(Written By: GolfSpy Matt) From the birth of golf-specific GPS devices until recently, manufacturers have piled more and more features into their units: color displays, better graphics, statistics, and yardages to every conceivable landmark on the course. Of late, however, the GPS market has turned back towards simplicity and ease of use. The Shotmate Voice GPS by Matrix is one of these new, simpler devices. So, is less really more? Can it perform with accuracy while allowing you to keep a steady pace of play? Read on, spies…
Ease of Use/Set Up
Since all the courses are preloaded, the only thing that the Shotmate asks you to do is charge it. You can charge the Shotmate through your computer’s USB port or with the dedicated charger. Once the Shotmate has been charged, it’s as simple as turning it on, letting the unit locate the course that you’re on, and pressing the button when you want yardages. Additionally, Shotmate is very light and can be clipped to your hat, shirt, belt, or pants without it being a distraction.
To test accuracy, I brought the Shotmate to the course with my Leupold GX-3. I found that when the pin was centered in the green, the Shotmate gave me yardages that were plus or minus one or two yards when compared to my laser. That difference can be attributed to the pin not being perfectly centered or a small margin for error in the GPS. In either case, the accuracy is more than sufficient for 99% of the golfers on the course.
With regard to overall performance, it’s important to understand what the Shotmate does and does not do.
So what does the Shotmate do? It gives you the yardage to the center of the green and it can measure the distance of your drives.
Where is Shotmate lacking? There are definitely instances where yardages to the front and back of the green would be nice. Also, switching holes is a bit laborious. This can come into play not only when you hit the ball into the wrong fairway (not that you would ever do that), but also when there is a tee box near a green. Finally, if you are not standing in an area that the GPS knows is a tee box, you will hear, “Cannot find the hole” (insert your own joke here, this is a family website). With other GPS devices, you can force the unit to recognize what hole you’re on, but that isn’t possible with Shotmate.
Now, don’t take that list to mean that the Shotmate is a bad device because it’s not. It’s a very good device that’s easy to use, but I want to make sure that you, the reader, know the advantages and disadvantages of this new breed of GPS.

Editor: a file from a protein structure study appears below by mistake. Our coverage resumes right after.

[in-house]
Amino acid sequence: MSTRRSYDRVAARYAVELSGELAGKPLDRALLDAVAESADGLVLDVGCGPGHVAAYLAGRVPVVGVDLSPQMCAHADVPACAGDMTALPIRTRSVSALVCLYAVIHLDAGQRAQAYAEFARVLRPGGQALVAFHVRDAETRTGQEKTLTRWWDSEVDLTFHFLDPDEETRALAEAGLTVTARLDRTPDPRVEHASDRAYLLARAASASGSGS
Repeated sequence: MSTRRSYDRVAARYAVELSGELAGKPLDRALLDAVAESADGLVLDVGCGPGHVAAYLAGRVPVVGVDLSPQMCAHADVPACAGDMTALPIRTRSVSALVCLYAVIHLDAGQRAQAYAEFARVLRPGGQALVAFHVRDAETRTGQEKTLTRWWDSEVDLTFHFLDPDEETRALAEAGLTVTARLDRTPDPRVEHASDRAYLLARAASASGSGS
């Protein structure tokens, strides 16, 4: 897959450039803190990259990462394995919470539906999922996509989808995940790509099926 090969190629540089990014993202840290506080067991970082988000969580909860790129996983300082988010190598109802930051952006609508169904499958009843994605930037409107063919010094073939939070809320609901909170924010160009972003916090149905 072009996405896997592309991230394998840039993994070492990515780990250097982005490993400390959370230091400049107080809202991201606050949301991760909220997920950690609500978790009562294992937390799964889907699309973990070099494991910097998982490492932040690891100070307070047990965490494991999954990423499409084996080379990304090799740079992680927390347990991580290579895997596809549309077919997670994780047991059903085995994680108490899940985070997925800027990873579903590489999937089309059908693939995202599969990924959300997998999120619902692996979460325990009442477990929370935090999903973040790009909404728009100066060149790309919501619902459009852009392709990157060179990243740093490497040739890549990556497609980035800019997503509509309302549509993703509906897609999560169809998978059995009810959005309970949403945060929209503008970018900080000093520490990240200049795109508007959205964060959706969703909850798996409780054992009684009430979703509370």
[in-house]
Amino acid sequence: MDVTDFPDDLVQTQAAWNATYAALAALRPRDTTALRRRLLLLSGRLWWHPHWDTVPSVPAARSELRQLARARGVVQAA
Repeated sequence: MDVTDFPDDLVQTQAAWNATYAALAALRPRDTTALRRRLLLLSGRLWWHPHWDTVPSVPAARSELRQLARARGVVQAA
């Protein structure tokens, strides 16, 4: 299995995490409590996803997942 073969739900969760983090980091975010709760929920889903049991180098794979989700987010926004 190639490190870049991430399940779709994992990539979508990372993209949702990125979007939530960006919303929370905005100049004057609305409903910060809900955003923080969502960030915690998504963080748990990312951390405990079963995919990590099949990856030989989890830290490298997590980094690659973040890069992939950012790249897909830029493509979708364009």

Overall, I enjoyed using the Shotmate. There were plenty of times where I found myself walking up to the ball, checking Shotmate, and leaving my laser in the bag. I enjoyed how much it sped up my round. The primary drawback is that there are times when you want more than the yardage to the center of the green.
The Shotmate retails for around $150 (I was able to find it as low as $135). Given that the accuracy is quite good, and that it is $30-40 less than Golf Buddy’s new voice GPS, I would say that the Shotmate is a fairly good value.
The lone caveat that I have is this: you need to understand what you are getting with the Shotmate. As stated before, you are getting the yardage to the center of the green only, with the convenience of never having to look at the unit. If this is what you want, it’s a good deal. If you’d prefer more information, you can get GPS units with front-center-back yardages for similar prices, but the distances will be displayed, not announced to you.
The Peanut Gallery
Since the Shotmate is one of the first of a new breed of GPS, it definitely sparked the interest of the Peanut Gallery. The group definitely liked how Shotmate could speed up play, but they were skeptical about all the information they would be losing out of: front and back of the green, distances to bunkers, etc. Most of the golfers in the Peanut Gallery are laser rangefinder users, and they were even more skeptical about the usefulness of Shotmate. Though everyone felt that the price was fair and that the idea was interesting, no one expressed a strong interest in replacing their current GPS or laser with Shotmate.
In a nutshell, Shotmate is a simple, accurate, easy-to-use GPS device that will give you the yardage to the center of the green. My feeling is that it does not offer as much information as the avid or competitive golfer would want, but that it would be a solid choice for the recreational player. Regardless of who is using it, Shotmate definitely has the potential to shave a few minutes off of your next round.
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